Ruffians #3

Posted: Wednesday, March 7, 2007
By: Steve Saville

Cover of Ruffians #3 Creator(s): Brian Canini
Publishers: Drunken Cat Comics
From: USA
Price: US $1.50

A word of warning, if you haven’t read the first two instalments orf this on-going story line then don’t start with #3. It really is a continuing story that you have to follow step by step if you are to get any satisfaction from your read.

In fact I recommend that you read all 3 editions back to back as together they tend to build up a head of steam which is severely derailed by the breaks between editions. Having said that it is always nice to see a small press publication actually get to #3 and beyond, we need stamina and commitment like that folks.

Canini has persevered with the cheaper black and white cover but the fact that it is a single frame does ensure that it has some visual impact.

The guts of this latest instalment [excuse the pun] is in reality one long and very bloody fight between two non human hit men who have been ‘serving the same market’ for some time. As a result they are not exactly the best of friends. So when the violence starts it really kicks off and we have guns, knives and a lot of blood, pints of the stuff in fact.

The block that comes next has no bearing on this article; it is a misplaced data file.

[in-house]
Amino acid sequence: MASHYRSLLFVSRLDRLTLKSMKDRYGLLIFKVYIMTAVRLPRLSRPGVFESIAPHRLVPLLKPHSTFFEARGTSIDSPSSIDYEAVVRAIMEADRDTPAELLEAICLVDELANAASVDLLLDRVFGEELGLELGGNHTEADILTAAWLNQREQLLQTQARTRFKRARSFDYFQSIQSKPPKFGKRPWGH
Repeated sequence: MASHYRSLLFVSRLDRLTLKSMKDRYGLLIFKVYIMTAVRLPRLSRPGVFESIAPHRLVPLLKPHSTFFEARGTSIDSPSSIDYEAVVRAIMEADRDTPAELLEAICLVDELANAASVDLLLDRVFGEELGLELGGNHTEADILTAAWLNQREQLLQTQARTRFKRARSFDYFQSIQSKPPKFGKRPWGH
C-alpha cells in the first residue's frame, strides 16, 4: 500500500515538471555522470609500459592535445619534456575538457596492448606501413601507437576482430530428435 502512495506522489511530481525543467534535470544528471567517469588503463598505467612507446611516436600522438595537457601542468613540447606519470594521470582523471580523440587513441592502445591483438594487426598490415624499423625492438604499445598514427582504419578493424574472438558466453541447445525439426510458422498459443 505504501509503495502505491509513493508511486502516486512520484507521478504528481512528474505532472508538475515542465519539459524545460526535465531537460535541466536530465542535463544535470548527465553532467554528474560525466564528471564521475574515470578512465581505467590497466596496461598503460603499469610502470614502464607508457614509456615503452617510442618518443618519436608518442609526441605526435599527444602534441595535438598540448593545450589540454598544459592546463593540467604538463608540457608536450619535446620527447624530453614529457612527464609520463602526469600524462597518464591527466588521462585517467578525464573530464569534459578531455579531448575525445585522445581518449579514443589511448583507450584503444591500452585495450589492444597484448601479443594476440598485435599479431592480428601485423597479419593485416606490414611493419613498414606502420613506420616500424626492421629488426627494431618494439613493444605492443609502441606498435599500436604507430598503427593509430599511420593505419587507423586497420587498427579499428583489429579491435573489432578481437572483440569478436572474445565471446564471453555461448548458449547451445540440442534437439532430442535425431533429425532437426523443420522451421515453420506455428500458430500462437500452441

The only real breaks we get are the flashback scenes that explain the animosity between these two creatures as well as the reasons behind Scar’s [the dog] anger, that being the murder/ assassination of his good buddy Black Jack.

The sight of a large nosed dog brawling with a large ape like creature is intriguing and Canini does milk some of the humorous opportunities it presents well.

It certainly is action packed but I still have some reservations about the layout and general page design adopted by Canini. His adherence to a rigid frame shape [and often size] means that his characters often appear to be too tightly constrained within a small box. At times the action is a prisoner to the frame. Looing at a page one is reminded of looking art a consecutive series of frames from a movie reel, and the overall effect is quite cinema graphic. To the extent that some frames are very similar in angle and composition showing just minimal character movement.

Overall this comic is still precariously balanced; it needs to go somewhere fast or it runs the risk of appearing to be repetitively going over the same ground. Hopefully the ‘framing’ of scar at then end will provide this impetus.

In a Word: Gorefest.

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